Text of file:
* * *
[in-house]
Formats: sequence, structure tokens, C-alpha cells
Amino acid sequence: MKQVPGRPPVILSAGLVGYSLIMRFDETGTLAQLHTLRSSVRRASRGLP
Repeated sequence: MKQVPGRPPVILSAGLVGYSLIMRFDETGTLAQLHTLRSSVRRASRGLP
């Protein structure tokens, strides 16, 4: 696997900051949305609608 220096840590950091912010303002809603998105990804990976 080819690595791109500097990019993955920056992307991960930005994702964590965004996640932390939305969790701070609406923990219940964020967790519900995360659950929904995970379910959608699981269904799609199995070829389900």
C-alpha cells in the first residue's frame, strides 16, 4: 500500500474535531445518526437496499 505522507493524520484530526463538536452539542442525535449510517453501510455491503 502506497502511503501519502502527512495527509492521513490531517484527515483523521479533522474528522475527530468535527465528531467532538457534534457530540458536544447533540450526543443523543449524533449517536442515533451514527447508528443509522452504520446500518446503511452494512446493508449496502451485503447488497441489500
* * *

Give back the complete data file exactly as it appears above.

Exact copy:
[in-house]
Formats: sequence, structure tokens, C-alpha cells
Amino acid sequence: MKQVPGRPPVILSAGLVGYSLIMRFDETGTLAQLHTLRSSVRRASRGLP
Repeated sequence: MKQVPGRPPVILSAGLVGYSLIMRFDETGTLAQLHTLRSSVRRASRGLP
């Protein structure tokens, strides 16, 4: 696997900051949305609608 220096840590950091912010303002809603998105990804990976 080819690595791109500097990019993955920056992307991960930005994702964590965004996640932390939305969790701070609406923990219940964020967790519900995360659950929904995970379910959608699981269904799609199995070829389900």
C-alpha cells in the first residue's frame, strides 16, 4: 500500500474535531445518526437496499 505522507493524520484530526463538536452539542442525535449510517453501510455491503 502506497502511503501519502502527512495527509492521513490531517484527515483523521479533522474528522475527530468535527465528531467532538457534534457530540458536544447533540450526543443523543449524533449517536442515533451514527447508528443509522452504520446500518446503511452494512446493508449496502451485503447488497441489500